Fort Bragg troops spent more than two weeks in Rwanda earlier this year, participating in an exercise meant to benefit African partners while also preparing the soldiers for future missions abroad.
Twenty soldiers from the 44th Medical Brigade and Womack Army Medical Center took part in the U.S. Army Africa’s Medical Readiness Exercise, which was held in conjunction with Shared Accord 2018, a multinational training event meant to enhance peacekeeping operations and national security across the continent.
The Fort Bragg soldiers, most of whom belonged to the 44th Medical Brigade’s 28th Combat Support Hospital, worked alongside counterparts at the Rwanda Military Hospital in Kigali between Aug. 14 and Aug. 29.
They treated hundreds of patients, trained Rwandan medical officials and repaired medical equipment.
Sgt. Anthony Triolo, an operating room specialist with the 28th CSH, called the training a tremendous opportunity that made a real difference.
“We went straight to work,” he said. “They were eager to have us jump right in.”
The team of soldiers included surgeons, nurses and anesthetists. The training presented an opportunity for troops to see different patients than they would at Fort Bragg.
“It has to do with the patient population,” said Col. Douglas Phillips, the officer in charge of the 28th CSH team that deployed to Africa.
Phillips, the chief nurse and deputy commander for clinical operations with the 28th CSH, said most patients at Fort Bragg are service members or dependents — a population that is generally very healthy.
The patients at the Rwanda Military Hospital are civilians of all ages and backgrounds, he said. And they presented complexities not typically found at Womack Army Medical Center.
The added difficulty of treatment, in addition to being in a foreign nation and working with different types of equipment, mimics some of the difficulties of a combat deployment, Phillips said. And it allows soldiers to hone skills not often used at home.
“It was a learning and moving exercise,” Phillips said.
He said the unit’s experience in deploying to Rwanda would help it to better deploy when the unit is next called to a mission, no matter where in the world that mission is.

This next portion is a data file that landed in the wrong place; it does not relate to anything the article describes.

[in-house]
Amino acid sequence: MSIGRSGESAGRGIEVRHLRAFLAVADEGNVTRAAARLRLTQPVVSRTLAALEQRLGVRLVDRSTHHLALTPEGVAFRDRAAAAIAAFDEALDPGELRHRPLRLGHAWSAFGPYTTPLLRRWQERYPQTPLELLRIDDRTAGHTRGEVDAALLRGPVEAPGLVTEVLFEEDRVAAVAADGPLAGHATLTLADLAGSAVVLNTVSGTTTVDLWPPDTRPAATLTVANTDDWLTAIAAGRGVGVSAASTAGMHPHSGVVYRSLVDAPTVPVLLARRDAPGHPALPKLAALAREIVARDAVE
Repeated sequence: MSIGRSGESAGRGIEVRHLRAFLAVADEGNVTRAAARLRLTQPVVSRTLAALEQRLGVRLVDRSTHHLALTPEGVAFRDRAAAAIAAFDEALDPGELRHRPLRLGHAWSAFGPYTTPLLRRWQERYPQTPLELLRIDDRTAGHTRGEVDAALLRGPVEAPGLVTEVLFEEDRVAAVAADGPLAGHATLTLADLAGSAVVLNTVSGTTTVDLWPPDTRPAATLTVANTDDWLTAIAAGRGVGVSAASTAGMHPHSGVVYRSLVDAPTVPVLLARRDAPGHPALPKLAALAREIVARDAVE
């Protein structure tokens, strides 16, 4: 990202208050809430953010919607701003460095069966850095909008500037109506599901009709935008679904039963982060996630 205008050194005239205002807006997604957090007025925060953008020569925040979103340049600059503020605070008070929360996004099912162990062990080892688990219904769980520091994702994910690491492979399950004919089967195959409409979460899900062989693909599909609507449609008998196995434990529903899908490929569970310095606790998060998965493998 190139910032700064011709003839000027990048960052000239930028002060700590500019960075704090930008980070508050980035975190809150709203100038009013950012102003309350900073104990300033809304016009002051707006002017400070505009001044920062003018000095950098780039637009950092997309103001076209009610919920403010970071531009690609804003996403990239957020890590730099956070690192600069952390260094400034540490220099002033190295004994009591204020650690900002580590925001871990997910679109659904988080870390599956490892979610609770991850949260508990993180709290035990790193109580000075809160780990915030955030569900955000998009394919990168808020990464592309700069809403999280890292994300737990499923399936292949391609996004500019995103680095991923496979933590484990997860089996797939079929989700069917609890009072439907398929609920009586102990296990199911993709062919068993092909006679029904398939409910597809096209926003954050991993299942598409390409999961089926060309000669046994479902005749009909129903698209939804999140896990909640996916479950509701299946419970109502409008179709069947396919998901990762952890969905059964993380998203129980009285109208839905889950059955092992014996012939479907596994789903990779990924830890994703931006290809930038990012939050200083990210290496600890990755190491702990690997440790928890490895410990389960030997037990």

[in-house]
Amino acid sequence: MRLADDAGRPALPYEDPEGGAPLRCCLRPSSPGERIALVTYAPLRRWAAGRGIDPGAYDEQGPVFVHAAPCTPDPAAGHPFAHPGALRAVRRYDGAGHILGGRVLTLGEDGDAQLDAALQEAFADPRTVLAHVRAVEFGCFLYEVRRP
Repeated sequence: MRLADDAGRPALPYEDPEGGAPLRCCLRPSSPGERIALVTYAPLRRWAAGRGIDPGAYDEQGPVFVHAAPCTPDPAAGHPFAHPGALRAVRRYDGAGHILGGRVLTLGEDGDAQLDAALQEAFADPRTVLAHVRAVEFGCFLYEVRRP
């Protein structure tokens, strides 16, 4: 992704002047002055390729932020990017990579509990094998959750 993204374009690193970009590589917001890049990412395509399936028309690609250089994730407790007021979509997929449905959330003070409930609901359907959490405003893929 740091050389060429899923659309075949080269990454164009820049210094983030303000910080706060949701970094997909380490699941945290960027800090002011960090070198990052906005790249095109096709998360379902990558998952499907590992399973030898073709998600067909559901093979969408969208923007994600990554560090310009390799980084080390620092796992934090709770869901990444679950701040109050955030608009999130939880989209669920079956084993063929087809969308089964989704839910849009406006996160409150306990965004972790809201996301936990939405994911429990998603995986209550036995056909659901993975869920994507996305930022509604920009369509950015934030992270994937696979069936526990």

“It’s making an impact,” Phillips said. “And it makes for better soldiers.”
Triolo said soldiers had to improvise as they worked without resources that would be available to them at Fort Bragg. He said soldiers also were able to cross-train on different jobs, preparing them to step in if needed on a future mission.
“It gives you a different perspective on things,” Triolo said. “It’s all about more exposure and more experience.”
The Fort Bragg soldiers worked in the hospital’s operating rooms and intensive care unit.
They also trained Rwandan workers on how to use ultrasound to quickly evaluate patients, helped reduce a surgery backlog at the hospital, led a Tactical Combat Casualty Care course, refitted two ambulances to improve life support capabilities and repaired medical equipment valued at more than $550,000.
The hospital’s clinical service division manager, Col. Eugene Ngoga, praised those efforts in a statement posted to the hospital’s website.
“Patients have and will benefit from this exercise because we have extra hands and extra brains with U.S. Army doctors,” he said.
Phillips said the partnership has continued, even as the soldiers have returned to Fort Bragg.
There are ongoing discussions on how to further improve the Rwanda Military Hospital, he said, and plans to return for a similar exercise next year.
Similar medical readiness exercises are held frequently in Africa, but this one was hosted by Rwanda for the first time, officials said.
Triolo and Phillips said the experience was inspiring, in no small part because of the nation’s divisive past.
In 1994, extremists from the Hutu majority killed hundreds of thousands from the Tutsi minority.
During their visit, Fort Bragg soldiers visited a genocide museum and learned more about the atrocity and how the nation has come together since.
“It was a huge eye-opener,” Triolo said.
Phillips said the nation seems far removed from its dark past. He complimented how the nation has come together in the years since and said America can learn from how the population now works together for the betterment of the nation.
Military editor Drew Brooks can be reached at firstname.lastname@example.org or 910-486-3567.